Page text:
In spite of low support among the most devout, Trump is winning Republican primaries and peeling off some voters who were traditionally seen as part of a religious coalition, prompting questions about whether values voters are a relic of the past.

John C. Green, distinguished professor of political science at the University of Akron, said this election cycle is unique in the level of discontent with the political process among voters. Demographic differences also matter, he said, but they pale compared to that discontent, which overwhelms other kinds of values.

“The so-called values voters of previous years are still around, and you can see a similar impact on the vote as we’ve seen previously, but there’s a huge competitor there, and the competitor is this anger toward the system,” he said.

Others have suggested that because Christians are becoming a smaller slice of the American population, many of them are content with a leader who will protect them rather than one who resembles them. Writing for The Washington Post, King’s College professor of history Joseph Loconte compared current evangelical support for Trump to Pope Leo’s support for the brutal Roman emperor Charles the Great, or Charlemagne, who didn't always live by Christian principles but was known as a defender of Christians.

“People will talk themselves into their candidate being moral and good,” said Pope of BYU, and they may have different definitions of “honesty” or “integrity” in mind when answering a poll question.

In addition to asking about the most important personal characteristic in a presidential candidate, the poll asked voters about the least important. Overall, 43 percent identified strong religious faith as the least important factor in their vote, but among LDS voters, the figure was much lower at 30 percent, while among non-LDS voters it was 67 percent.

Similarly, among very religiously active voters, just 27 percent said strong religious faith was least important, compared with 51 percent of other voters. Many actively religious voters said the least important attributes for them were bucking political correctness (28 percent) and expressing views with strength and authority (17 percent).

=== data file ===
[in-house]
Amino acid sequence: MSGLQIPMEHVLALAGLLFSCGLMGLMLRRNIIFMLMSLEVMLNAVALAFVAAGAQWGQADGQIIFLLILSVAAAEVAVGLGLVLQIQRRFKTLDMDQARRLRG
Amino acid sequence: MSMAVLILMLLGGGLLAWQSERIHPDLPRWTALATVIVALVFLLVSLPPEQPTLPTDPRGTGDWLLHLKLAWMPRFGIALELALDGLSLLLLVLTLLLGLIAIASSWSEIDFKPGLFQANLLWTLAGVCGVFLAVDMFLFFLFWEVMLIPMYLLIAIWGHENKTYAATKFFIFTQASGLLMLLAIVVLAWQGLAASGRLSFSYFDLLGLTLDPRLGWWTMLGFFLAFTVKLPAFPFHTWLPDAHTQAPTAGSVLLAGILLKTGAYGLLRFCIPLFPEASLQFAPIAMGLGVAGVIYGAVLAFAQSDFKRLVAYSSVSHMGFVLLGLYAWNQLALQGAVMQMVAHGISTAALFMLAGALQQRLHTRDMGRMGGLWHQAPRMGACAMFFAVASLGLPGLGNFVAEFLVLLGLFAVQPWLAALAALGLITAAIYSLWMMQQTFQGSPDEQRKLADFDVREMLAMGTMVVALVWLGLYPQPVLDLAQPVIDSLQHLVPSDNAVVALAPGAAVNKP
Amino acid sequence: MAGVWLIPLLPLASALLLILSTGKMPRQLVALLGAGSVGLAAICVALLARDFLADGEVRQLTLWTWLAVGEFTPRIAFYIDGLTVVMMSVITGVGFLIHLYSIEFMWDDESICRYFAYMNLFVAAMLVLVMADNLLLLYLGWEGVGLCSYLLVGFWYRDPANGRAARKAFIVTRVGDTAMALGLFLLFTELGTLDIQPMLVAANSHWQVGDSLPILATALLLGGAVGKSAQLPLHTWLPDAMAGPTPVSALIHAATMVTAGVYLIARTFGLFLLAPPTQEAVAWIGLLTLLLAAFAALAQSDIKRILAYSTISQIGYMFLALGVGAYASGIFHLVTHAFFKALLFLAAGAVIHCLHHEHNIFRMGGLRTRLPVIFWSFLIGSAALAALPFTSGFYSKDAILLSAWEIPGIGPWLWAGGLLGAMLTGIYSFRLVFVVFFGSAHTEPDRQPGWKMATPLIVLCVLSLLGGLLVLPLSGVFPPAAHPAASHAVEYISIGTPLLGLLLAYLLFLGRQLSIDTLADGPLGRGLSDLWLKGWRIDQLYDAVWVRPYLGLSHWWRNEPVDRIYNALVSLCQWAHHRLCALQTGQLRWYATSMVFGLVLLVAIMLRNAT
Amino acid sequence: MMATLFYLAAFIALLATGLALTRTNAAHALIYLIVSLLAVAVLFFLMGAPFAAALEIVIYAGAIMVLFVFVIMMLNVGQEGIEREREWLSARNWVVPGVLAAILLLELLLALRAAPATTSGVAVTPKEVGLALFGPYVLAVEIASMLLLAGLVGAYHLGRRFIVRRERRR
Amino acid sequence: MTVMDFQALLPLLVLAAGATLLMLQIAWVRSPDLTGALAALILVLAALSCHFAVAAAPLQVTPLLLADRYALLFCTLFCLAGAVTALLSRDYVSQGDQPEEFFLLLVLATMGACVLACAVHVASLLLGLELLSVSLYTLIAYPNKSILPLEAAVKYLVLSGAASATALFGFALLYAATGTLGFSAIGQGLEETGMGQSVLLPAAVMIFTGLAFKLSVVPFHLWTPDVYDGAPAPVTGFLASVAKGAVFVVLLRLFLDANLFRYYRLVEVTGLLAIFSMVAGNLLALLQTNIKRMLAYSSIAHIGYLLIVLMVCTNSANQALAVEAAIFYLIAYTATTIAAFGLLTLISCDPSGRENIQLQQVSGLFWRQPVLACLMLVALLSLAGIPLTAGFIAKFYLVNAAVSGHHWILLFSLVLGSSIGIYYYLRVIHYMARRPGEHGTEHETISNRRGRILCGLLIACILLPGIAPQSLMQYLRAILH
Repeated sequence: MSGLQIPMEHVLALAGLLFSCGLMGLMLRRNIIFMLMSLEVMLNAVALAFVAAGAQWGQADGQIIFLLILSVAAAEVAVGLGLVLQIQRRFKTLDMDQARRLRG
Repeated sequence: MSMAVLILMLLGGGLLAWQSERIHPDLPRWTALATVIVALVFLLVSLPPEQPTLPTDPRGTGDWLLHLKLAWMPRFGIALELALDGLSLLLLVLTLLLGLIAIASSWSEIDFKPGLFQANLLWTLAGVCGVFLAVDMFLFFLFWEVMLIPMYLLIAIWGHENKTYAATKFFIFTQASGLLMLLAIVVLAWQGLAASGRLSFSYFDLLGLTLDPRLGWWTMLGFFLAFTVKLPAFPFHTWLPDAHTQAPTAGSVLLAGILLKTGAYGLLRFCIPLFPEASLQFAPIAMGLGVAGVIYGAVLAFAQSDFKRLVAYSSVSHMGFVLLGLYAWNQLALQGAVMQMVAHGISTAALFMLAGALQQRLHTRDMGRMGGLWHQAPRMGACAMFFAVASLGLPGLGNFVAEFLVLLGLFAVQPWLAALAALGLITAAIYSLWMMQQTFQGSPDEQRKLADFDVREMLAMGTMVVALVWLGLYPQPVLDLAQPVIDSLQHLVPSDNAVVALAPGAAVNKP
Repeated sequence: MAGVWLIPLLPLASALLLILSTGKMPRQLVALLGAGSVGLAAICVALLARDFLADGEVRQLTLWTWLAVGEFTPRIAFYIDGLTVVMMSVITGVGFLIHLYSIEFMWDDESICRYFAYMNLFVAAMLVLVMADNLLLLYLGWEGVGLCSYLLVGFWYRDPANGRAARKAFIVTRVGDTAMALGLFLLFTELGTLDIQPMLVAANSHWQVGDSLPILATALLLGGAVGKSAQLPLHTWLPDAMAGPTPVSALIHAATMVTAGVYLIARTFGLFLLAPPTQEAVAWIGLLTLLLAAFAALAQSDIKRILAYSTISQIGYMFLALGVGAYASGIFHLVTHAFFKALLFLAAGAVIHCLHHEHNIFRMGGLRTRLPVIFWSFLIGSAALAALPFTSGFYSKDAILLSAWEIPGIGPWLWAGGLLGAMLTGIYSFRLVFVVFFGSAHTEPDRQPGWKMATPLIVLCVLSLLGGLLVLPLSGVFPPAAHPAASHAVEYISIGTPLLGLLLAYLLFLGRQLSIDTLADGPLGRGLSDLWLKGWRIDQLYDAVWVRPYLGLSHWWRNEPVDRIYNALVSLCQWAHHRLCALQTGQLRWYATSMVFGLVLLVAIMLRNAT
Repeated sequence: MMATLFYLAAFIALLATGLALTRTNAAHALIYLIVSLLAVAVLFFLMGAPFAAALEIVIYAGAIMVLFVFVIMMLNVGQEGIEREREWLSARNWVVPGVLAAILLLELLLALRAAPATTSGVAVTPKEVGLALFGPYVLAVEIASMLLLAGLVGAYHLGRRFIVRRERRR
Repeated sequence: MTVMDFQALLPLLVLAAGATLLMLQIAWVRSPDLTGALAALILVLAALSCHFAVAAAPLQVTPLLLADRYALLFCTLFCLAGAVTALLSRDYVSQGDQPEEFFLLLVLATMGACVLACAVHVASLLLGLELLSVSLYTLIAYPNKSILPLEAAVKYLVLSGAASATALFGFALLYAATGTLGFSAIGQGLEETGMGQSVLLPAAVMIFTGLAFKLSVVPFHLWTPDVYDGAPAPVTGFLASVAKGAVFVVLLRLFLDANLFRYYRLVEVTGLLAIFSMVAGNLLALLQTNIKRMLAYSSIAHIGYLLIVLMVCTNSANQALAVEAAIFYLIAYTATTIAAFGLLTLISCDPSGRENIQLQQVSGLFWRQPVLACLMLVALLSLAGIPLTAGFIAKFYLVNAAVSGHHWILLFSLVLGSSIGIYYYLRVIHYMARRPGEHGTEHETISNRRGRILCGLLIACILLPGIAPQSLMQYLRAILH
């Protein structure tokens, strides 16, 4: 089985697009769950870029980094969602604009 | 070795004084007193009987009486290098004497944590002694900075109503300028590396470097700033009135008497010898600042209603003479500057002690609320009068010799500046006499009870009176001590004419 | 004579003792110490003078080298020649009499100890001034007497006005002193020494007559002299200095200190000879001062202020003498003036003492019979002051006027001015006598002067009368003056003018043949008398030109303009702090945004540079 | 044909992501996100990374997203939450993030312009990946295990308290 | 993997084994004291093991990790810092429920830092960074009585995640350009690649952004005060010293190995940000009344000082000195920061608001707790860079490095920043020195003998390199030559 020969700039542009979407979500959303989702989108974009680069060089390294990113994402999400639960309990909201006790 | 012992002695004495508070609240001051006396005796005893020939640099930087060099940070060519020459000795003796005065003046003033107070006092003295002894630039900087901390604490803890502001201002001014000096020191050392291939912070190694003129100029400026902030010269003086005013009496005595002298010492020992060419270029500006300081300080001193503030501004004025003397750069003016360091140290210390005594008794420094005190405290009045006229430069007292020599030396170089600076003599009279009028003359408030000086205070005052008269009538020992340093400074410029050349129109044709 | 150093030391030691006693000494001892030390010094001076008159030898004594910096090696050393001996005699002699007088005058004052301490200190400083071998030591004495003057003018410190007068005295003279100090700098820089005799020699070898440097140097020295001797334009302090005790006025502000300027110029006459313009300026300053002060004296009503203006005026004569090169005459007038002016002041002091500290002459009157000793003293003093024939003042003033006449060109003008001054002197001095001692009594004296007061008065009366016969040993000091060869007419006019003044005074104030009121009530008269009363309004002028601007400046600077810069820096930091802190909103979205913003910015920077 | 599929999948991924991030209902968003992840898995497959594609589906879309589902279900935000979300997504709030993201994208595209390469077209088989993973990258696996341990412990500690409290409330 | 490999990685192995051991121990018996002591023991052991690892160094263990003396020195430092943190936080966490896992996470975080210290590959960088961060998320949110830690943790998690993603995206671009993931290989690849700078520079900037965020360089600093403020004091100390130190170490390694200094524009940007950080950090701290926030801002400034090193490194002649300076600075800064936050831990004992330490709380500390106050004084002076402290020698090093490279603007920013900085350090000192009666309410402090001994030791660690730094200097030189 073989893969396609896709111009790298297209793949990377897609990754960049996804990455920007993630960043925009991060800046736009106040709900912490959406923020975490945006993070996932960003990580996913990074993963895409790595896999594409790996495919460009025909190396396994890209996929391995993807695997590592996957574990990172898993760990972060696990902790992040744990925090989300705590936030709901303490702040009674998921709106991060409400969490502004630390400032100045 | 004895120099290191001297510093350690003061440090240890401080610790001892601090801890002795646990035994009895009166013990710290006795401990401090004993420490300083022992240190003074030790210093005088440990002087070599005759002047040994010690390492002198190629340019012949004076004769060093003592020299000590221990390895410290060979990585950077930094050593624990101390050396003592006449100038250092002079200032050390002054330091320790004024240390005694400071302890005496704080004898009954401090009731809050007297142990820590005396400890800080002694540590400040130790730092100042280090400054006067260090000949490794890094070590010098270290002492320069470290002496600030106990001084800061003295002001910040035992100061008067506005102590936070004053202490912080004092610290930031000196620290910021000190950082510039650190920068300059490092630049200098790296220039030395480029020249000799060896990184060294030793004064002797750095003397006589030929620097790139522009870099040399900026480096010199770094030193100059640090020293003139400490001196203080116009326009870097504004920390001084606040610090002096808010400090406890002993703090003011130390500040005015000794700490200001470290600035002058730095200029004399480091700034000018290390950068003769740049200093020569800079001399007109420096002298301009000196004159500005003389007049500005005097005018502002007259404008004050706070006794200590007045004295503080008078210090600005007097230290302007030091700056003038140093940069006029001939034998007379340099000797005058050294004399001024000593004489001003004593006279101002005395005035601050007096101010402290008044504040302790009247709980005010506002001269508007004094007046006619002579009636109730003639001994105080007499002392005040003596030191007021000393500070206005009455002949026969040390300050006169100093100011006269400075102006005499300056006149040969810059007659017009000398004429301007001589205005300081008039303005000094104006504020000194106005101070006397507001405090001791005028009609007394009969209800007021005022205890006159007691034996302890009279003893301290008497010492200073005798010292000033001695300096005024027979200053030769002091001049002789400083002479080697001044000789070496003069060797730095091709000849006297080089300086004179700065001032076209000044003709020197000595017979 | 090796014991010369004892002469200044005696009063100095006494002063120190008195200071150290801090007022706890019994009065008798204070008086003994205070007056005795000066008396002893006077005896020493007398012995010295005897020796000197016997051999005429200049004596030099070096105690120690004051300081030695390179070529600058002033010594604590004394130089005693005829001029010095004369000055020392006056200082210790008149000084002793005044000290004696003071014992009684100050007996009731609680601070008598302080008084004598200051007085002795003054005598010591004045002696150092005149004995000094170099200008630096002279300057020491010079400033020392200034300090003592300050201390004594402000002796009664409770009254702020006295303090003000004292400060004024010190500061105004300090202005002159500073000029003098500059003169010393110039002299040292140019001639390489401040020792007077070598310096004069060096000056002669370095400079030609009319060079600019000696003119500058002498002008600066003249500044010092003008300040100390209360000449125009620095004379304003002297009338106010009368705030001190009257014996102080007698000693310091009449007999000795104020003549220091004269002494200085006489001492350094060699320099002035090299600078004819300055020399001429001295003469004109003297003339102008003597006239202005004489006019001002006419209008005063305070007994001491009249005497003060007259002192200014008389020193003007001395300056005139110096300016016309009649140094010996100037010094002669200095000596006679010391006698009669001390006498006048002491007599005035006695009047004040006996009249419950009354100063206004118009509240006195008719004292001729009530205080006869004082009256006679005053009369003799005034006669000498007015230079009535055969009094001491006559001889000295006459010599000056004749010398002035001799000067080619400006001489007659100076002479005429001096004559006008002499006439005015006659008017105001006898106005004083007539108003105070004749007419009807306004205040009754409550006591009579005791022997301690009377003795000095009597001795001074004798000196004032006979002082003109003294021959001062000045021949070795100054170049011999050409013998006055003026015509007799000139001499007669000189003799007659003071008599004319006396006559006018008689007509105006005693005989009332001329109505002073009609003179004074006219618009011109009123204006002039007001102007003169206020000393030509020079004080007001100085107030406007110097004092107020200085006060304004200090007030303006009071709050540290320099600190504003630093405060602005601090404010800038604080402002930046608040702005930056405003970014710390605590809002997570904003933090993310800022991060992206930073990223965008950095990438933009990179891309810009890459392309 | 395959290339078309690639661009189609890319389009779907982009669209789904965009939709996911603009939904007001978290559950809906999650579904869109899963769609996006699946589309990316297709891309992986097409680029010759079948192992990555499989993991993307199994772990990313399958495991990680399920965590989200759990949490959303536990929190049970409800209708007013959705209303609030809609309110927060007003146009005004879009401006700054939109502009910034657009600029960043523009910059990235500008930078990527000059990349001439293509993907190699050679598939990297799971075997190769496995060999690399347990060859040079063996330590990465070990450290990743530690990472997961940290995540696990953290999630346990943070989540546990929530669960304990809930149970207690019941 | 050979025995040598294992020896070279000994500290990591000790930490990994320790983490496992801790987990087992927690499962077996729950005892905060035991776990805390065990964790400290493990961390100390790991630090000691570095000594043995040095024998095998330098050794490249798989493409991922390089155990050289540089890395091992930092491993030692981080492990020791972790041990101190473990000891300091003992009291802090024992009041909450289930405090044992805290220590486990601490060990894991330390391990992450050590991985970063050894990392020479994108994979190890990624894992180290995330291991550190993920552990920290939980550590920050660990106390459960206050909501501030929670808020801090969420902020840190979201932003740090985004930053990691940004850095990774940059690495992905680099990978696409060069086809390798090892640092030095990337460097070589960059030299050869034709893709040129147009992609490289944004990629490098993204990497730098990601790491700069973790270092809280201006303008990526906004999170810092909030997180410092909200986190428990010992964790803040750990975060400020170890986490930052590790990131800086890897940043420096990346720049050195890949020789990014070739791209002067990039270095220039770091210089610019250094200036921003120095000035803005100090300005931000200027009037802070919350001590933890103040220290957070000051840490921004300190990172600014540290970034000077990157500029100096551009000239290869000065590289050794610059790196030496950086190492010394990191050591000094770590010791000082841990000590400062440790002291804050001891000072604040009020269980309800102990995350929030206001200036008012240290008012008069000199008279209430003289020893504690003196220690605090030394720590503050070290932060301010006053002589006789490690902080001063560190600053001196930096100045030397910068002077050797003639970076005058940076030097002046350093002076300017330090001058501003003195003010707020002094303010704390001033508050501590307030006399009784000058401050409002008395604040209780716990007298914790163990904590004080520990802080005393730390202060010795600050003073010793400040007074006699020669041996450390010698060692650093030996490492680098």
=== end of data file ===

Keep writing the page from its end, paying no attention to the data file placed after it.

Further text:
Green said that when voters say they care about a candidate’s faith, it is usually as a proxy for other things they care about more, such as honesty or integrity, and they assume — rightly or wrongly — that a religious person may be more honest. (He said the same is true of education. People want a candidate who is educated not because the degree matters but because they might be more perceptive or creative.)

Green also said a candidate’s religion may matter more in a primary election than a general election, with candidates like Trump working to make minimal religious gestures and get over a certain bar.

“A good example is 2012, where on the Republican side religion mattered a lot in the primaries, but once Mitt Romney won the nomination and faced Barack Obama, religion largely vanished from the campaign,” said Green. “You could see it in voting behavior, but it was habitual voting behavior” based on partisan politics and not religion.

If Trump is the GOP's nominee, Green said, it’s hard to know what role religion might play in the general election because he has so far turned conventional wisdom on its head.

One of the great debates among political scientists now is whether Trump represents a new trend in politics in which celebrity and incivility become commonplace political weapons, Green said. The answer won’t be clear for several years, he said.

Email: apond@deseretnews.com

Twitter: @allisonpond